Keith’s Weekly Property News January 2-2022
Reflecting on the past year is a bit like reflecting on a lifetime. That is how much happened. The year started out with great hope, and the hope turned to full-on reality as the CBI program brought investors from every corner of the globe. As early on as March, it was obvious that this would not be just another year. Covid measures mostly dropped off, Turkey seemed to be kicking it into high gear and the property market seemed to be following. Prices had been beaten down for years and foreign interest was being meaningfully felt for the first time in a half decade. The market was mostly predictable, as were yields, capital growth projections and expectations. I felt buoyed by all of this and, in fact, quite bullish. Reasonable deals were aplenty and closing them was not a monumental task each time. Things were functioning smoothly. This lasted well through to late September.
But as from time to time happens in Turkey, a great blur descended on the property market; the currency crisis of 2021. Closing deals became nearly impossible. Even cash-hungry developers seemed reluctant to sell, or at least felt forced to increase their prices as the sceptre of hugely increasing costs must have been intimidating to say the least. All of their projections and calculations must have been discarded and projects newly started likely were delayed. The secondary market, often plagued by inefficiency due to the whims of individual sellers, became nothing less than a fiasco in November and December. We probably had a ratio of 10 broken deals to every 1 ending in success. The moving targets of CBI demands with evaluations and amounts needed to close out CBIs, made for even more diabolically unpredictable scenarios. In the end, a year that had been steaming forward, ended with a fizzle and a big question mark.
I am also slowly coming to terms with rising prices….everywhere. And I am starting to make adjustments to new realities, one of which is much higher lira pricing for property. There are many reasons for this; reduced loan rates, property in demand as inflation hedge and continued foreign interest (a much lower impact, albeit).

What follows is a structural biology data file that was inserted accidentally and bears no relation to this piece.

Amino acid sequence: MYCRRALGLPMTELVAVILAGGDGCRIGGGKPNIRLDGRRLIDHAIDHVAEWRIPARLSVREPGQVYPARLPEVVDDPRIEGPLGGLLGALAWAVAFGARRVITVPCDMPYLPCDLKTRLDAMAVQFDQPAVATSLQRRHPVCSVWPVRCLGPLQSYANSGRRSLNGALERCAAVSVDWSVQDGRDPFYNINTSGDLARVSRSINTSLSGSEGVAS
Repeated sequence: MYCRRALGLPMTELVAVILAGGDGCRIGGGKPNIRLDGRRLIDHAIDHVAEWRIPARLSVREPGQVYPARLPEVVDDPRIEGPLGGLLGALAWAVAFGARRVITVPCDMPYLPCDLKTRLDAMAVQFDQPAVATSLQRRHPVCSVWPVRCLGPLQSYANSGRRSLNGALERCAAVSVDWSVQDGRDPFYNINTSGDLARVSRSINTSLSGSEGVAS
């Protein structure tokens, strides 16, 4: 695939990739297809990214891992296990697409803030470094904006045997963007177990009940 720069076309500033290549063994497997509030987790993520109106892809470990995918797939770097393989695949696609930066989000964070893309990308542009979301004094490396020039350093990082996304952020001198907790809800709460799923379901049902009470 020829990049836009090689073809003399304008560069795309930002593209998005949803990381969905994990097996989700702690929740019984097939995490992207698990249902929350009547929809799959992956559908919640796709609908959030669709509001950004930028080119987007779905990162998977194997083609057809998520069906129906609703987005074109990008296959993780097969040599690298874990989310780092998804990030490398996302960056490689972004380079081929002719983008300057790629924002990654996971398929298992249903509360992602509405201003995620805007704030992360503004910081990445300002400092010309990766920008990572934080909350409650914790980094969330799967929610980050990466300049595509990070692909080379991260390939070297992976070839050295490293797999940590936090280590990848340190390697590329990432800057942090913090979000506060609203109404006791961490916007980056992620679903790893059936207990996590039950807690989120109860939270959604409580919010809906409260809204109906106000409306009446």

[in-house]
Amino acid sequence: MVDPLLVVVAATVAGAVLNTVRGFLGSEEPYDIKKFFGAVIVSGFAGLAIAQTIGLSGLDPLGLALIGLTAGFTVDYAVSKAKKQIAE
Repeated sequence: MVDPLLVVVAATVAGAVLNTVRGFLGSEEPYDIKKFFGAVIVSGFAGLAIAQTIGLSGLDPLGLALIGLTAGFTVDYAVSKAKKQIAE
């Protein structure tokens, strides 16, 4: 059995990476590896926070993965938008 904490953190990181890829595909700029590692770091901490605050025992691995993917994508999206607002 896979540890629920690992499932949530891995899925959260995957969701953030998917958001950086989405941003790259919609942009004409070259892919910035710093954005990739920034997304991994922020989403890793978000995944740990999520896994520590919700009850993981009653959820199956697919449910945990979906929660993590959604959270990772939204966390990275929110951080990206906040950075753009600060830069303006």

I believe when all this currency mess comes out in the wash, we will see a surge in TRY housing costs, but a slight fall in USD pricing. But as I have said many times, this will not be obvious until the dust settles and stability returns. I expect yields is where the bit hit will be felt, as local affordability will trump all other market forces. Real estate prices in mega-cities can soar, particularly if housing loans become more affordable, but these very same forces will also chip away at yields.
In light of that, we may want to put the yield play on the back burner for now and focus on properties that look to be good bets over, say, 5 years for appreciation. Keep in mind, there was a pretty steady decline in USD prices from about 2015 onwards right up til 2019. Istanbul had become absurdly cheap in some areas. It could become quite pricey in 5 years. That would mean a lot of appreciation. There is no certainty about this, but one thing is for sure, we are nowhere near a bubble. When everywhere else seems to be in a bubble of some sort or another, I am still a buyer here, under the right conditions. So for those who have patience and nerve to ride the roller coaster that is Turkey, the risk/reward profile might not be nearly as dire as you may have thought. It is an uncertain start to the New year, but we would do well to remind ourselves of the many advantages Turkey possesses.
Just to round those out:
1- young population.
3-tourism and important geographical position/hub.
4- Great destination for digital nomads and remote workers.
5- Regional powerhouse.
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